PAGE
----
Object Lesson: A Wordsmith's Wine Boxes
A monthly feature highlighting the artifact collection of the University Archives.
The University Archives holds a set of three wooden wine boxes in its artifact room, but it is not the Savory & James Sherry or Freixenet Cava these cases once held that make these items relevant to our collection. After wine moved out, a group of literary manuscripts moved in. Specifically, these were the manuscripts of three novels by the late Northwestern Professor Leon Forrest.
Though not a household name, Forrest is considered by many to be one of the major literary figures of his generation. His four massive, dense, modernist novels explored questions of African-American history, culture, and identity. While dealing with major themes such as slavery, orphans, and storytelling across generations, Forrest kept his focus on vibrant and complex characters. (He is shown here signing copies of his books for the Archives in May of 1984.)
Forrest was a Chicago native born in 1937 and grew up on the South Side in a middle-class African-American neighborhood. After attending high school and junior college, Forrest was drafted into the army and spent his tour of duty in Germany. Upon his return he began to take classes at the University of Chicago and continued writing plays, as he had been doing for years. He made his living as a clerk and bartender at his parents' liquor store (which might be the source of the boxes) and later as a writer and editor at several South Side community newspapers.
Forrest taught English, creative writing, and African-American studies at Northwestern from 1973 until his death in 1997. He also served as chairman of the African-American Studies Department from 1985-1994.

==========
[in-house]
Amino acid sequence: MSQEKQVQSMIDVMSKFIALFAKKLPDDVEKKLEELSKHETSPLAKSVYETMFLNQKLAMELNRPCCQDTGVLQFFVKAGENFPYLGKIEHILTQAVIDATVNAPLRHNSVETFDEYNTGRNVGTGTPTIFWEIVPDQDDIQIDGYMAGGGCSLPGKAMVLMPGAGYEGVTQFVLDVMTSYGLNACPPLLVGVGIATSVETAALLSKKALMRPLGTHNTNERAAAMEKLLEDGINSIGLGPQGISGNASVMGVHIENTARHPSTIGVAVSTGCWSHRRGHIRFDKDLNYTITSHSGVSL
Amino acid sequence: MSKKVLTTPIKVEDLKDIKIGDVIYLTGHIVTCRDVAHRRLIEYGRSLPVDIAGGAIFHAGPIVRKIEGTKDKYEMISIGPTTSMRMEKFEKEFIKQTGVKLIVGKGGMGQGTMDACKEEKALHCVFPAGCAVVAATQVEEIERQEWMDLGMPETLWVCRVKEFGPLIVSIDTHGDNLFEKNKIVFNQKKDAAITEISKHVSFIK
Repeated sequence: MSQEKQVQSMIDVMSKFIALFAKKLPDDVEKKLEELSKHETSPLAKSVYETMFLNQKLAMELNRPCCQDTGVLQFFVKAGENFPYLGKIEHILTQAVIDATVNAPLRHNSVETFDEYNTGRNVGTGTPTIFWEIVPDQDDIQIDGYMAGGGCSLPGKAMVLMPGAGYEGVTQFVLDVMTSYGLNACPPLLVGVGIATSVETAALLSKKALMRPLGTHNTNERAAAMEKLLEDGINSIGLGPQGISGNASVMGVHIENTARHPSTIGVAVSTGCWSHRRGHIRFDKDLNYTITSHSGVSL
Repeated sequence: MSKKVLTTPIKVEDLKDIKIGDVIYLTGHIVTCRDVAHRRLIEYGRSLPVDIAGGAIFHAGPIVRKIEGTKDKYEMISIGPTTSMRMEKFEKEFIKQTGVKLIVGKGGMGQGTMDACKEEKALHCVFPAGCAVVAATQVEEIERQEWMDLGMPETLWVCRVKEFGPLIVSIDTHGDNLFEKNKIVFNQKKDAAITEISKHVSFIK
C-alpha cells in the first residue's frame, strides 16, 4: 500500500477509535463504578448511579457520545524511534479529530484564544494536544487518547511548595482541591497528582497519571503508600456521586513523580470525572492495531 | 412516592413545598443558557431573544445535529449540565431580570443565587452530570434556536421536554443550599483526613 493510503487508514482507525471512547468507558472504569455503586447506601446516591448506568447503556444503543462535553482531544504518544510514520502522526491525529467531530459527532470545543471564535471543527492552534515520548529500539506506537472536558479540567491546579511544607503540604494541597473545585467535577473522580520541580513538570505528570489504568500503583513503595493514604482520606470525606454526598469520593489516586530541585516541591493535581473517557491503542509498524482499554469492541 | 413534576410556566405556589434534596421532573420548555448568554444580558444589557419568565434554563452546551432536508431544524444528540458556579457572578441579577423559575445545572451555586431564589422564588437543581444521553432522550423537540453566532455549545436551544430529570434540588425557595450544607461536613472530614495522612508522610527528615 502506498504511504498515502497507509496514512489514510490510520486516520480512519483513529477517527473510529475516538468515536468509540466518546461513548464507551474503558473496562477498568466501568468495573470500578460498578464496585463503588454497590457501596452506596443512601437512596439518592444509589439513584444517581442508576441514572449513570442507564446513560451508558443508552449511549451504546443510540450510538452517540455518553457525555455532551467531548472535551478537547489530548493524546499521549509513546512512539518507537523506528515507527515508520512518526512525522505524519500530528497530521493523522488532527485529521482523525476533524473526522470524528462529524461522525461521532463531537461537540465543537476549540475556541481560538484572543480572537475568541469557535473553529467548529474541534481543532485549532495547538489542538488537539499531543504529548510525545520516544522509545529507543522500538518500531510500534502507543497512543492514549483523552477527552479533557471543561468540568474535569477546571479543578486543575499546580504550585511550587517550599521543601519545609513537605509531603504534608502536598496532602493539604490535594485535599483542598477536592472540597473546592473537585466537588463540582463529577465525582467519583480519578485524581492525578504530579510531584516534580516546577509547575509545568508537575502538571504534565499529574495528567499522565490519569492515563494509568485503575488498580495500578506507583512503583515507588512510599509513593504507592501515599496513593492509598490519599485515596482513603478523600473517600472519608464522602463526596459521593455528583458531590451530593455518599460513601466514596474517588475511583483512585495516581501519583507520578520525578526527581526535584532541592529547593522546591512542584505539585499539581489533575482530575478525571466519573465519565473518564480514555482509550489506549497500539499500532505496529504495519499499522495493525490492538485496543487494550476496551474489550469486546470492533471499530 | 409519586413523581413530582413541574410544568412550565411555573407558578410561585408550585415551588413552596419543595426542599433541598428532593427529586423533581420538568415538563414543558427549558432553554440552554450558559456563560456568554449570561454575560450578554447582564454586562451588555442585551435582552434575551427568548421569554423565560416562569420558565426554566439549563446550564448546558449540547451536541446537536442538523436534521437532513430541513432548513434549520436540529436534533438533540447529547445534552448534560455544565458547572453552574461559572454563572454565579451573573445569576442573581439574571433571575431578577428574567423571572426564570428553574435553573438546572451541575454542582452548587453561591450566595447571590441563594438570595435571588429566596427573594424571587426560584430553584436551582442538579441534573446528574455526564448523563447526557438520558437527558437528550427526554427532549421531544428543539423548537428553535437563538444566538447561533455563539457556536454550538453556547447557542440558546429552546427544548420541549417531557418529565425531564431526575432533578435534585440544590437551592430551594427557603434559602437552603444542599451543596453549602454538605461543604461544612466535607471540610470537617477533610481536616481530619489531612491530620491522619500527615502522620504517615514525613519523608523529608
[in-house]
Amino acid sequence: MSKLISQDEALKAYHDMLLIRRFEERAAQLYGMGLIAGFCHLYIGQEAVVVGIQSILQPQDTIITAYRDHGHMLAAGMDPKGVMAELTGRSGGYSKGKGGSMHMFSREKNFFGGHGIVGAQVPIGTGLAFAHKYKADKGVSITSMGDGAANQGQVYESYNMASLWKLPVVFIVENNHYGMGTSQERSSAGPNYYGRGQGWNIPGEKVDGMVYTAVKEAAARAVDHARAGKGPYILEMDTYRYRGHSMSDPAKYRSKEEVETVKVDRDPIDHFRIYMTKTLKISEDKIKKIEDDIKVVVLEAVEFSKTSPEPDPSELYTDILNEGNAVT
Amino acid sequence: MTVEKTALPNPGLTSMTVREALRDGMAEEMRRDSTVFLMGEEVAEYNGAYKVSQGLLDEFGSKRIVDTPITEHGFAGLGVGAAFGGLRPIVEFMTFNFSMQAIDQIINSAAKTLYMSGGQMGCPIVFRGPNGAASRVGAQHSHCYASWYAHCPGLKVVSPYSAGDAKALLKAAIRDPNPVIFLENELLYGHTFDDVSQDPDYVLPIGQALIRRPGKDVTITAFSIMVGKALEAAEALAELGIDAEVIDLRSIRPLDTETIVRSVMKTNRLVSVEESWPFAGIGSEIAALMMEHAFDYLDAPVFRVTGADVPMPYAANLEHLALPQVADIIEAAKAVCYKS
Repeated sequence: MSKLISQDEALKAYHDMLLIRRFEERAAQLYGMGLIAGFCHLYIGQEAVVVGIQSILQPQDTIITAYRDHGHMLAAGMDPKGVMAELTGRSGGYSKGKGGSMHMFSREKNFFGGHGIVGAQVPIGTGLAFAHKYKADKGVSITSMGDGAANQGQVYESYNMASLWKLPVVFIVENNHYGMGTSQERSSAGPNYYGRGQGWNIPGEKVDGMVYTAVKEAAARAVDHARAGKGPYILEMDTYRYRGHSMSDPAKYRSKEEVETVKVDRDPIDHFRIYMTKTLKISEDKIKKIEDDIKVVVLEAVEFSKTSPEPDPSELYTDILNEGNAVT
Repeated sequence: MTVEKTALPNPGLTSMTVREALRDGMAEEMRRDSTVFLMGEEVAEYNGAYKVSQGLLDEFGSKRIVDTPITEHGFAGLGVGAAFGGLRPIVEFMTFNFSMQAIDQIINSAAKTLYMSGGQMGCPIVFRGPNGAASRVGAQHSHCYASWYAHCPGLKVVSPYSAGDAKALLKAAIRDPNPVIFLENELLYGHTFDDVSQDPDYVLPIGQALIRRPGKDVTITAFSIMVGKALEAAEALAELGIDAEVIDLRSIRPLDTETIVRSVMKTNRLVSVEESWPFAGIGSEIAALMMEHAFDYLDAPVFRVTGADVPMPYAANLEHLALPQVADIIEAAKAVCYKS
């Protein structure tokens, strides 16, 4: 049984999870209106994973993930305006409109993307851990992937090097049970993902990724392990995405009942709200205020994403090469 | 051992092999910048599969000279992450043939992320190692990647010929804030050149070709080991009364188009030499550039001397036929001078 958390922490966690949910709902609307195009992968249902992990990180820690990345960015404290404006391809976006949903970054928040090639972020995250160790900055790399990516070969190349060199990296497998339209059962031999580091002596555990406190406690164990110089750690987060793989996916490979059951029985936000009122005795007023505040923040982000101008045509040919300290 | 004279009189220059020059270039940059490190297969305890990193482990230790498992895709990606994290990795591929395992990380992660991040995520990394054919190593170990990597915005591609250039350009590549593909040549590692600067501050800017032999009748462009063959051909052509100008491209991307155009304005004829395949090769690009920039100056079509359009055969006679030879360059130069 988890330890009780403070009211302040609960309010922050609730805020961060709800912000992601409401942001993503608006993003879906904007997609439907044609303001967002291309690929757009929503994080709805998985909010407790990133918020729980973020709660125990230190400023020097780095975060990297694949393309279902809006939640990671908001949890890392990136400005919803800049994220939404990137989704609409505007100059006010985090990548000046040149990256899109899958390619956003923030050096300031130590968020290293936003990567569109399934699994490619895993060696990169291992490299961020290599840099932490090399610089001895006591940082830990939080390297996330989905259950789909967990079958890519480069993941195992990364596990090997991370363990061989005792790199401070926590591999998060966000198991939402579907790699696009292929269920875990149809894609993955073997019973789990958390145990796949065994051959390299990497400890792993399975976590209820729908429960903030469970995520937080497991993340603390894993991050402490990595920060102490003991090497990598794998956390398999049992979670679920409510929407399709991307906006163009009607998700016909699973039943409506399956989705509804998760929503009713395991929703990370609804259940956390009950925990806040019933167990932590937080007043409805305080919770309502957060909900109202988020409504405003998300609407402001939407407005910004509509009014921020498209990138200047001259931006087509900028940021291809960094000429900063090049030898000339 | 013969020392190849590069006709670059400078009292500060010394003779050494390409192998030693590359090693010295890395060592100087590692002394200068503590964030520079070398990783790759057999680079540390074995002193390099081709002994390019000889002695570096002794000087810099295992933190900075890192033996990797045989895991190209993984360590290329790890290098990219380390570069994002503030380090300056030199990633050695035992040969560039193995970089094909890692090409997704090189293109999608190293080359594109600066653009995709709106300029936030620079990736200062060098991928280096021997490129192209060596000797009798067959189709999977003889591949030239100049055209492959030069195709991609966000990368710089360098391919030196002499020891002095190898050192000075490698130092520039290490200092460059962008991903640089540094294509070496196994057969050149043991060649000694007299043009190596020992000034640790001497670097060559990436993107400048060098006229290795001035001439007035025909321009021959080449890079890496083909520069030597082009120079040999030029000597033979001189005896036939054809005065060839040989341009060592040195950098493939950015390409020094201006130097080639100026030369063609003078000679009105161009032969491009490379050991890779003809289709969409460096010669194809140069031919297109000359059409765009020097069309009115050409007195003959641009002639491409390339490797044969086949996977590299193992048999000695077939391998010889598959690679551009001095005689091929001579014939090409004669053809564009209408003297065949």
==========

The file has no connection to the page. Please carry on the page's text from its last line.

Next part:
He completed his first novel, There is a Tree More Ancient than Eden, in 1971. It was published in 1973 by Random House, helped along by the praise of Saul Bellow, and with a forward written by Ralph Ellison, who endorsed the work to Random House editor, Toni Morrison. In 1977 and 1984, Random House published Forrest's second and third novels, The Bloodworth Orphans and Two Wings to Veil my Face.
Shown here is part of one of the manuscripts (from Eden) that used to inhabit the boxes. When the texts moved to archival enclosures, we decided the original containers were unique enough to warrant retention. While most people are used to seeing only the final, bound product, these artifacts evoke the process and workaday labor that go into creating a novel. The Archives also has the manuscript to his fourth, and some say most ambitious, 1,100 page novel, Divine Days from 1992.
For many years Forrest was a friendly and approachable face on campus, always willing to strike up a conversation. Learn more about this fascinating scholar and writer by viewing the finding aid to his papers here, and by coming in to the Archives to explore the materials themselves.